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50 states, 50 heroes: Storming Frenzenberg Castle

Born Jan. 5, 1925, in Baltimore, Maryland, Carl Vernon Sheridan joined the Army in May 1943.  After training, Sheridan was sent to Europe and assigned to Company K of the 47th Infantry Regiment, Ninth Infantry Division.

Having landed on Utah Beach four days after the D-Day invasion, the Ninth Infantry Division fought its way through Normandy. By Sept. 14, 1944, it had pushed its way into Germany near the city of Roetgen. Five days later, the division joined the rest of the U.S. First Army as it battled German forces in the Hürtgen Forest, located along the border between Belgium and Germany.

The vicious Battle of the Hürtgen Forest lasted for the better part of three months as determined German forces refused to cede ground to the Americans. On Nov. 26, 1944, Second Battalion of the 47th Infantry Regiment found itself in the vicinity of Weisweiler, located about 23 kilometers east of the German border city of Aachen. Company K was attached to the Second Battalion, whose mission was to eliminate the German defenses of Frenzenberg Castle.

During the fight, Company K advanced 1,000 yards through brutal enemy artillery and mortar fire and successfully captured two buildings in the castle’s courtyard. As they advanced, Pfc. Sheridan, who was acting as a bazooka gunner, had to stop under fire to retrieve extra rockets from his wounded ammunition bearer. The attack proved costly; all but 35 of Company K’s men were killed or wounded. To make matters worse, the company’s next objective, the castle’s gatehouse, was defended by approximately 70 German paratroopers. The gatehouse was built of stone and surrounded by a 20-foot wide moat. The only approach was across a drawbridge that led to a barricaded oaken door.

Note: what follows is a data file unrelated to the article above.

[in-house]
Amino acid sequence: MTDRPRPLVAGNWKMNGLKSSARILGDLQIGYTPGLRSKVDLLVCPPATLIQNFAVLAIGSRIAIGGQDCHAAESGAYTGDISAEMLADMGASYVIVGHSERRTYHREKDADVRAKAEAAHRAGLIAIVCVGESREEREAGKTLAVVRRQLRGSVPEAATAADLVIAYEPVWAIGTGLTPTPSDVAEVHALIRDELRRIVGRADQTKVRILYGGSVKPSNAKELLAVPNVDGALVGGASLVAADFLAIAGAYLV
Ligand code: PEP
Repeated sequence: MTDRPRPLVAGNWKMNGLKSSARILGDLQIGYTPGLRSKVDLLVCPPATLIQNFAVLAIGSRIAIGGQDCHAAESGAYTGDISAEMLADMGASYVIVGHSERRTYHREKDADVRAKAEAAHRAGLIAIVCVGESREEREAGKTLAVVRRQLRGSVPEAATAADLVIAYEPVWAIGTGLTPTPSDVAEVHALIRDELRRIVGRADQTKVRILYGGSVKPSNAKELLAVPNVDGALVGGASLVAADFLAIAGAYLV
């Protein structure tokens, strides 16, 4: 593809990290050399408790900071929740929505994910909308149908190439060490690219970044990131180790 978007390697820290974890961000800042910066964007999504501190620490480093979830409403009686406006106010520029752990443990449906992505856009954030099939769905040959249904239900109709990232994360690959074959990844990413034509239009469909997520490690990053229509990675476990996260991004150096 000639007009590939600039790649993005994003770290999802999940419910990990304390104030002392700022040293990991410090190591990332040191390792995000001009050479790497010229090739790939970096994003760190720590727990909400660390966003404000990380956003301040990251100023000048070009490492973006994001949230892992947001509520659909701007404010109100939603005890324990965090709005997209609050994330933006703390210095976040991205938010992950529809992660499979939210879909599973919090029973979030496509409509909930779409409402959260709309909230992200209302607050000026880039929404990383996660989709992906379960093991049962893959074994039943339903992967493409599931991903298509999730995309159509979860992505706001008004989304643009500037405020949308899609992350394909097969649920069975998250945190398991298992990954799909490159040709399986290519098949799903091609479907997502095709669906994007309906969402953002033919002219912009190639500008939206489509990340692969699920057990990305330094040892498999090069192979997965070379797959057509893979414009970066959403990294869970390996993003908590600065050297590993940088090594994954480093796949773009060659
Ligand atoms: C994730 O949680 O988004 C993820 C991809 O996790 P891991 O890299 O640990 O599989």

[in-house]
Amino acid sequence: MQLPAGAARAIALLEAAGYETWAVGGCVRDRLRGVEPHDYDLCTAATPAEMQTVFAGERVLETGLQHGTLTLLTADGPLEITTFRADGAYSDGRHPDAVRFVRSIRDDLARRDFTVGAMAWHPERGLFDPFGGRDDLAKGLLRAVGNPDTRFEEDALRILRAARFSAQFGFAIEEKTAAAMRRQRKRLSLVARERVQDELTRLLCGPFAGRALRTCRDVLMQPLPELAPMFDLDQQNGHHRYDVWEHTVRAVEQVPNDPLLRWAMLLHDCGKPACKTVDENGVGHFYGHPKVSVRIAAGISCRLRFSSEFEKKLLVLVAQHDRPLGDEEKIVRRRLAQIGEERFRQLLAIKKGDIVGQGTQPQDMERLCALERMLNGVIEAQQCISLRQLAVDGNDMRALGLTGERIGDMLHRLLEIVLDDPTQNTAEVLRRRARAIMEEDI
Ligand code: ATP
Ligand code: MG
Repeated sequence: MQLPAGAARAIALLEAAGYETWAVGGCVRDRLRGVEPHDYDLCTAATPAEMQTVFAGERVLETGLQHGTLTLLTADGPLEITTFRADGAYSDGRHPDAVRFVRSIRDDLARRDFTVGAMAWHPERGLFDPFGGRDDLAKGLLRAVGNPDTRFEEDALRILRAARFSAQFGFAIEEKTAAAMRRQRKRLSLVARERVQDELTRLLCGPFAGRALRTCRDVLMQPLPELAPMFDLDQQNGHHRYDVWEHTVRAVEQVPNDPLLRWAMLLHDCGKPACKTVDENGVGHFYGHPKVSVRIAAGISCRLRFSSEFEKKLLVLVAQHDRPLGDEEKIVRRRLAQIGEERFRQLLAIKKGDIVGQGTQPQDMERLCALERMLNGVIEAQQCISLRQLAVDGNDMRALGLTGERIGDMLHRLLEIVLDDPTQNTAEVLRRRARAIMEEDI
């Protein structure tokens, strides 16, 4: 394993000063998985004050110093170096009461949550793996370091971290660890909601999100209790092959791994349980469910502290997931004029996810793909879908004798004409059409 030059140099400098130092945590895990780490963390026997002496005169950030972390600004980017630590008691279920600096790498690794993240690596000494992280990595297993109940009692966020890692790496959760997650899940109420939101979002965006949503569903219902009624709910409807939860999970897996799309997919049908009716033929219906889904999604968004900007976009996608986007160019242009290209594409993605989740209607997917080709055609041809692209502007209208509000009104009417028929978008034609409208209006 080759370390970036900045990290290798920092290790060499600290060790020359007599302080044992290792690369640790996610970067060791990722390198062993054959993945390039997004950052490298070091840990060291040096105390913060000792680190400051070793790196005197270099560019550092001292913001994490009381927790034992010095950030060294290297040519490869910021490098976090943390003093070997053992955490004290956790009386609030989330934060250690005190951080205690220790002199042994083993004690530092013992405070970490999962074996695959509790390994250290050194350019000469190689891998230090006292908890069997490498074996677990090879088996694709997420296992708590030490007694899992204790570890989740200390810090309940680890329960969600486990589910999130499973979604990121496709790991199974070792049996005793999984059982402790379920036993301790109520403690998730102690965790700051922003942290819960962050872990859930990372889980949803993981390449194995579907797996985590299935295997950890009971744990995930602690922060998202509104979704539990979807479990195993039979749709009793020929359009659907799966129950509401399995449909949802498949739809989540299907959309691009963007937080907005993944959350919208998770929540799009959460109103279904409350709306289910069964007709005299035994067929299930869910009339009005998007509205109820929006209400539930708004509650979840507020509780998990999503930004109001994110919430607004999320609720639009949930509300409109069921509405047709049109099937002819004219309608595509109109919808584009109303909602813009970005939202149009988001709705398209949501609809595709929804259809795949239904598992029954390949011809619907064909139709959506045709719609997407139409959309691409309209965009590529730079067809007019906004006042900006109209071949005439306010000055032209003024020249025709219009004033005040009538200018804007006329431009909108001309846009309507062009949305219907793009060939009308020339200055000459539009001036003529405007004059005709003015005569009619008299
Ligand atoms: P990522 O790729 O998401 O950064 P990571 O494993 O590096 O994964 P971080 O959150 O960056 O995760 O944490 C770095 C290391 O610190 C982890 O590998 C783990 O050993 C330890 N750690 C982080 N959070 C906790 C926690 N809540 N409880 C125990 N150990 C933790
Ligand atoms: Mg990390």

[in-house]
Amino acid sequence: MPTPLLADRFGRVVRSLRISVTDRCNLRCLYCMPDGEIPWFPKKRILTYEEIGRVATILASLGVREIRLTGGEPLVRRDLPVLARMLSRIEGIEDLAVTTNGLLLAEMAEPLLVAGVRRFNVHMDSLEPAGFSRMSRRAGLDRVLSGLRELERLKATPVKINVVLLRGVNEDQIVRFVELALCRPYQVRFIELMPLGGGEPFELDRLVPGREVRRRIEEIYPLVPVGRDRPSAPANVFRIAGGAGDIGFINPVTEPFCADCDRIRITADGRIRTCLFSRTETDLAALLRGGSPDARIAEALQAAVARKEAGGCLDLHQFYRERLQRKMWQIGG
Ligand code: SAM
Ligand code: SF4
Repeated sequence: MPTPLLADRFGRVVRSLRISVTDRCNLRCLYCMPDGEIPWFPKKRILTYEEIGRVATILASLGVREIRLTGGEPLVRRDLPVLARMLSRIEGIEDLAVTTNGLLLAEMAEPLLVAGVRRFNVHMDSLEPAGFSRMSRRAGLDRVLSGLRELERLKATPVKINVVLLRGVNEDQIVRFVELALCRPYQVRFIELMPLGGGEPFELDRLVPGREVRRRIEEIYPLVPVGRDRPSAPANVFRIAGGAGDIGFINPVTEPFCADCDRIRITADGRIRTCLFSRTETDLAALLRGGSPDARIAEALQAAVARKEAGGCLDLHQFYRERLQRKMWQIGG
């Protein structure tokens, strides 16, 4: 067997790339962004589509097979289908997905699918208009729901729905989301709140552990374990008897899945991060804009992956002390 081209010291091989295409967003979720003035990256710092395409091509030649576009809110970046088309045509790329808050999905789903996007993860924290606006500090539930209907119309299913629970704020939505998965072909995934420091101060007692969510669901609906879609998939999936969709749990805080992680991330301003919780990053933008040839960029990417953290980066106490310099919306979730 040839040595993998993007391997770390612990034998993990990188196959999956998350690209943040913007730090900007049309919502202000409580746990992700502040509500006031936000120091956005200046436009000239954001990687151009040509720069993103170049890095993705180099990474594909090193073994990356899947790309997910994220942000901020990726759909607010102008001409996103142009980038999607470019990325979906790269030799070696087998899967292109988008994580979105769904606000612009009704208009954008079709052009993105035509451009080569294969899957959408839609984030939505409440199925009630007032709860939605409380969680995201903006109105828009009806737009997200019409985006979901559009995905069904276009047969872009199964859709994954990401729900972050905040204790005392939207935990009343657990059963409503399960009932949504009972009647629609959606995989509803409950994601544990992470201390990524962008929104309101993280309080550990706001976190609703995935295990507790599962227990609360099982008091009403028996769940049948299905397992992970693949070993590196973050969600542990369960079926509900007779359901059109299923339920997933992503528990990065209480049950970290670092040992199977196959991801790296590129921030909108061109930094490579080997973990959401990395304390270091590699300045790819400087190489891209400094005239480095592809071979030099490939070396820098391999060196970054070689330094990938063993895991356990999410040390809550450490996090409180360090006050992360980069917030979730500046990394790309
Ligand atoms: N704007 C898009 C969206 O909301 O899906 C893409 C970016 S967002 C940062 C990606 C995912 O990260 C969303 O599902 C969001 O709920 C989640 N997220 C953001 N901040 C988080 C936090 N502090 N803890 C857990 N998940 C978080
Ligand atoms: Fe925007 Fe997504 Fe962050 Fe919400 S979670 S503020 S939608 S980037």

Realizing his bazooka was the only weapon capable of breaking through the door, Sheridan ran into the courtyard, becoming a target for German grenades and small arms fire. Making his way to the drawbridge entrance, Sheridan aimed his bazooka at the door as enemy fire struck nearby. Despite not having an assistant, making the task more difficult, Sheridan got off two well-placed shots that struck the door.

But the door was strong; Sheridan’s shots had only somewhat weakened the structure. Knowing that he would have to blow a gap through the barricade in order to successfully get through the door, Sheridan loaded his last rocket into the bazooka, took careful aim, and blasted a hole through the heavy planks.

Sheridan turned to his company and yelled his last words: “Come on, let’s get them!” Firing his .45 pistol, Sheridan led the charge through the gap and was killed by enemy fire. His efforts allowed Company K to make its final assault and capture the castle.

Sheridan was posthumously awarded the Medal of Honor on May 30, 1945. President Harry Truman presented the medal to his family. Sheridan was the only Medal of Honor recipient from the 47th Infantry Regiment during World War II.

In 1953, the Sheridan Barracks in Augsburg, Germany, were named in his honor. The barracks were used by American military personnel until 1998.

In 1954, the Sheridan Armory in Baltimore was dedicated in his honor. The decision to do so was made after military authorities deemed Sheridan “the most worthy and deserving Baltimore man in World War II.”

Sheridan is buried in the Druid Ridge Cemetery in Pikesville, Maryland.